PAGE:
Cybersecurity risk has been the top risk in the Chartered IIA’s Risk in Focus report for many years. It is a familiar risk to Chief Audit Executives (CAEs). You know the controls. But what about disruption? Like cybersecurity risk, disruption risk is inevitable and comes in many guises. We live in an age of uncertainty which leads often to disruption.
Like cybersecurity, disruption risk it is not about if but when. Your organisation’s response will determine success when the risk materialises. And it will materialise despite well managed controls.
This article looks at how organisations can start to take back control of disruption risk, and how you, as a CAE, can start to think about assurance as to how the risk is being managed.
Wondering why the photo of a lizard?
Let’s begin by looking at nature for inspiration.
The green anole lizard, when caught by a predator, can lose its tail and then grow it back. Within its tail are receptors that are switched on enabling it to disengage and then regrow. Its DNA includes a control mechanism that enables it to manage extreme risk and not only survive but to regrow.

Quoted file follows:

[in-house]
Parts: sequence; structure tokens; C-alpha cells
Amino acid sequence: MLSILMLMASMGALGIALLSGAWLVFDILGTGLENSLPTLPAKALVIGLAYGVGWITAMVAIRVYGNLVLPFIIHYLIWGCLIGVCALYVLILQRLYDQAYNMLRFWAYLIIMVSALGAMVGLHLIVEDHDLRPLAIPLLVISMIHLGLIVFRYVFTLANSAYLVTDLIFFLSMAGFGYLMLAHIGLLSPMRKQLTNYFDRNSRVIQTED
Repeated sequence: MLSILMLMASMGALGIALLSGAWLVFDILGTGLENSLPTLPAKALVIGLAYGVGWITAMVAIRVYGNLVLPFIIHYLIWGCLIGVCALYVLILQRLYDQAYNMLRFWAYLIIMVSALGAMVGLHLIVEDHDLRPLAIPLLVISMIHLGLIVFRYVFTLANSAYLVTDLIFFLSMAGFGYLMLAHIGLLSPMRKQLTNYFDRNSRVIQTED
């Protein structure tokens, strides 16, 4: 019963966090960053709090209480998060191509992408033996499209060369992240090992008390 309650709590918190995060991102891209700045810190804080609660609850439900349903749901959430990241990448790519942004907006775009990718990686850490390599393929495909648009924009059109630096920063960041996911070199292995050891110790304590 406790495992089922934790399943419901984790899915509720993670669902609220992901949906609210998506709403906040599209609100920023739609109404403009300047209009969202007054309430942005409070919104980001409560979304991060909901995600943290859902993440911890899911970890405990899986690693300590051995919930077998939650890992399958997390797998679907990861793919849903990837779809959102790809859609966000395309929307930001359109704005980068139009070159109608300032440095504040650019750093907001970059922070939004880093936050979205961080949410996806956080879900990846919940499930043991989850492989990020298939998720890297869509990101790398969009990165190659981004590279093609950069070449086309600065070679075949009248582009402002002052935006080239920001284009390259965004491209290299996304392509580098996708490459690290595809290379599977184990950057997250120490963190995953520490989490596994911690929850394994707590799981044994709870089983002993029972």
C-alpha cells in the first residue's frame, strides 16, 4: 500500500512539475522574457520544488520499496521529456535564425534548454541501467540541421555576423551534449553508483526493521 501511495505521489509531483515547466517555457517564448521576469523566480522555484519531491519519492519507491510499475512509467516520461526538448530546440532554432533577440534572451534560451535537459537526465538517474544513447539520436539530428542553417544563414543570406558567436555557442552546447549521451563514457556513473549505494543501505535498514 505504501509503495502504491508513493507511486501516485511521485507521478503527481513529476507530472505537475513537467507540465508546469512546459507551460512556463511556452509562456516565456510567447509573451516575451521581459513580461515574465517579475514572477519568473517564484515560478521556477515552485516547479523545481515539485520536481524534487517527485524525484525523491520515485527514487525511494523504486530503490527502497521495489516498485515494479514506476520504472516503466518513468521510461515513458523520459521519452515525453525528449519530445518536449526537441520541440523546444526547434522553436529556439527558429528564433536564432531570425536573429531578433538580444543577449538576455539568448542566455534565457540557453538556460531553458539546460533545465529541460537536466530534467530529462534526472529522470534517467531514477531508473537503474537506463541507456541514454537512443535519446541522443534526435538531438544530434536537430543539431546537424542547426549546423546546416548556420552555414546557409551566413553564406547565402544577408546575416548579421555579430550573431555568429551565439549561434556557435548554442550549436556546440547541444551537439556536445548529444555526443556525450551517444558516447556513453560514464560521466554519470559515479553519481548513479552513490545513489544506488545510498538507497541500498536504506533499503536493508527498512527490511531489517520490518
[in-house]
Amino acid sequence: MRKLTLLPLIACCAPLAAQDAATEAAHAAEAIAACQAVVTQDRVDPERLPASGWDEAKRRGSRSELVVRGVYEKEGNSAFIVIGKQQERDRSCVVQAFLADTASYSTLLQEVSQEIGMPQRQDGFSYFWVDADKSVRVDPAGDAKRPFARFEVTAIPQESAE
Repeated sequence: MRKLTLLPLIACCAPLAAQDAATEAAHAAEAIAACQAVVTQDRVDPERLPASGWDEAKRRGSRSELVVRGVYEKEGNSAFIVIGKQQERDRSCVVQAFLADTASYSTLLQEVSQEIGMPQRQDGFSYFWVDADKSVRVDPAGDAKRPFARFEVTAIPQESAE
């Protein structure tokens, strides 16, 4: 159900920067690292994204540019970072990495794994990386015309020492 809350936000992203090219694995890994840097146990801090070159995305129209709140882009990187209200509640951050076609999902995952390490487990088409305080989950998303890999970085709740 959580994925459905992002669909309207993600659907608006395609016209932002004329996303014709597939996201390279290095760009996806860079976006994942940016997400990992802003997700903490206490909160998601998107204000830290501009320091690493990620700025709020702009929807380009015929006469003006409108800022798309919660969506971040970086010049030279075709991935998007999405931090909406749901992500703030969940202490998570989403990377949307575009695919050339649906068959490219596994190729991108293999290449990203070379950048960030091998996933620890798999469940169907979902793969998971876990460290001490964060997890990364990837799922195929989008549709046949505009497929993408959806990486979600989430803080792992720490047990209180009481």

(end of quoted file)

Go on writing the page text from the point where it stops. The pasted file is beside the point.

Taking control of disruption risk
Years of evolution have taught the green anole that a long tail can be a weakness (risk) within an otherwise sound body (business model). Deploying a timely response to danger (disruption) is the difference between life and death for the green anole.
The same is true in the boardroom. Timely responses were required in March 2020 when the first lockdown was introduced to curb the spread of coronavirus. Likewise, when ransomware strikes, a hurricane blows through or wildfires draw near.
According to research by Accenture, 71% of organisations were either impacted or expecting to be impacted by disruption in 2018. Since…